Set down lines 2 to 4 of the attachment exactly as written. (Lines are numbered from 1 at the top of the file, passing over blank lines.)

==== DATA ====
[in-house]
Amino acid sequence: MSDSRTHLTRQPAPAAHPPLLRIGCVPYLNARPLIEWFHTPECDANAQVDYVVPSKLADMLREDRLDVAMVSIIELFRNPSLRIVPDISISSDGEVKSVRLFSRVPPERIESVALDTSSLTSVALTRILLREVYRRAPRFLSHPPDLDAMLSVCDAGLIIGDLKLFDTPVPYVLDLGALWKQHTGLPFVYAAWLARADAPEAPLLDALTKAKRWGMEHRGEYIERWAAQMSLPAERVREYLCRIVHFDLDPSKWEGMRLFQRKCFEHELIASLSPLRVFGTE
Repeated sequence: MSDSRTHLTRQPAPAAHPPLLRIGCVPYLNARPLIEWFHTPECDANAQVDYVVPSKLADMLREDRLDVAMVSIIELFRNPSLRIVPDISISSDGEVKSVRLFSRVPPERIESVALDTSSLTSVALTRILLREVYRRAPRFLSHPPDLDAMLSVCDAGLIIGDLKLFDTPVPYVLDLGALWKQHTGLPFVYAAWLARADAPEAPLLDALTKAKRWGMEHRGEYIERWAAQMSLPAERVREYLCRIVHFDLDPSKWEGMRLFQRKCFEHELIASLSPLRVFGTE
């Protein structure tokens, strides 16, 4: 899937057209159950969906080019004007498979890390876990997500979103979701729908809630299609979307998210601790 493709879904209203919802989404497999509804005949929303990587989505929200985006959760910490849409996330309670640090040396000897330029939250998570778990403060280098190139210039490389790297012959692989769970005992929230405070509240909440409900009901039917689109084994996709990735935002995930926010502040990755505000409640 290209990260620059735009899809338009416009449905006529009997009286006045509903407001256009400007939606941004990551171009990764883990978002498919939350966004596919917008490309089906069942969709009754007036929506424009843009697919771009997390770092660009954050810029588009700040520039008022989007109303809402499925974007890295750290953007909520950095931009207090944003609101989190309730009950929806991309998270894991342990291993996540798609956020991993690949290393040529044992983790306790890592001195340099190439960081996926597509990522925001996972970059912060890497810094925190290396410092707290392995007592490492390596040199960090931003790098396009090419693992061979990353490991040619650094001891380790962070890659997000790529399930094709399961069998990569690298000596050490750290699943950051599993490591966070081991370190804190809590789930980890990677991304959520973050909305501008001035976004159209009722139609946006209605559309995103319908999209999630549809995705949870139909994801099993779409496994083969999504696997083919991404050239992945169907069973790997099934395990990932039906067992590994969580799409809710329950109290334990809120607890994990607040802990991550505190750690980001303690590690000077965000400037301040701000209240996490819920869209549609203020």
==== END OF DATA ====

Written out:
Amino acid sequence: MSDSRTHLTRQPAPAAHPPLLRIGCVPYLNARPLIEWFHTPECDANAQVDYVVPSKLADMLREDRLDVAMVSIIELFRNPSLRIVPDISISSDGEVKSVRLFSRVPPERIESVALDTSSLTSVALTRILLREVYRRAPRFLSHPPDLDAMLSVCDAGLIIGDLKLFDTPVPYVLDLGALWKQHTGLPFVYAAWLARADAPEAPLLDALTKAKRWGMEHRGEYIERWAAQMSLPAERVREYLCRIVHFDLDPSKWEGMRLFQRKCFEHELIASLSPLRVFGTE
Repeated sequence: MSDSRTHLTRQPAPAAHPPLLRIGCVPYLNARPLIEWFHTPECDANAQVDYVVPSKLADMLREDRLDVAMVSIIELFRNPSLRIVPDISISSDGEVKSVRLFSRVPPERIESVALDTSSLTSVALTRILLREVYRRAPRFLSHPPDLDAMLSVCDAGLIIGDLKLFDTPVPYVLDLGALWKQHTGLPFVYAAWLARADAPEAPLLDALTKAKRWGMEHRGEYIERWAAQMSLPAERVREYLCRIVHFDLDPSKWEGMRLFQRKCFEHELIASLSPLRVFGTE
């Protein structure tokens, strides 16, 4: 899937057209159950969906080019004007498979890390876990997500979103979701729908809630299609979307998210601790 493709879904209203919802989404497999509804005949929303990587989505929200985006959760910490849409996330309670640090040396000897330029939250998570778990403060280098190139210039490389790297012959692989769970005992929230405070509240909440409900009901039917689109084994996709990735935002995930926010502040990755505000409640 290209990260620059735009899809338009416009449905006529009997009286006045509903407001256009400007939606941004990551171009990764883990978002498919939350966004596919917008490309089906069942969709009754007036929506424009843009697919771009997390770092660009954050810029588009700040520039008022989007109303809402499925974007890295750290953007909520950095931009207090944003609101989190309730009950929806991309998270894991342990291993996540798609956020991993690949290393040529044992983790306790890592001195340099190439960081996926597509990522925001996972970059912060890497810094925190290396410092707290392995007592490492390596040199960090931003790098396009090419693992061979990353490991040619650094001891380790962070890659997000790529399930094709399961069998990569690298000596050490750290699943950051599993490591966070081991370190804190809590789930980890990677991304959520973050909305501008001035976004159209009722139609946006209605559309995103319908999209999630549809995705949870139909994801099993779409496994083969999504696997083919991404050239992945169907069973790997099934395990990932039906067992590994969580799409809710329950109290334990809120607890994990607040802990991550505190750690980001303690590690000077965000400037301040701000209240996490819920869209549609203020």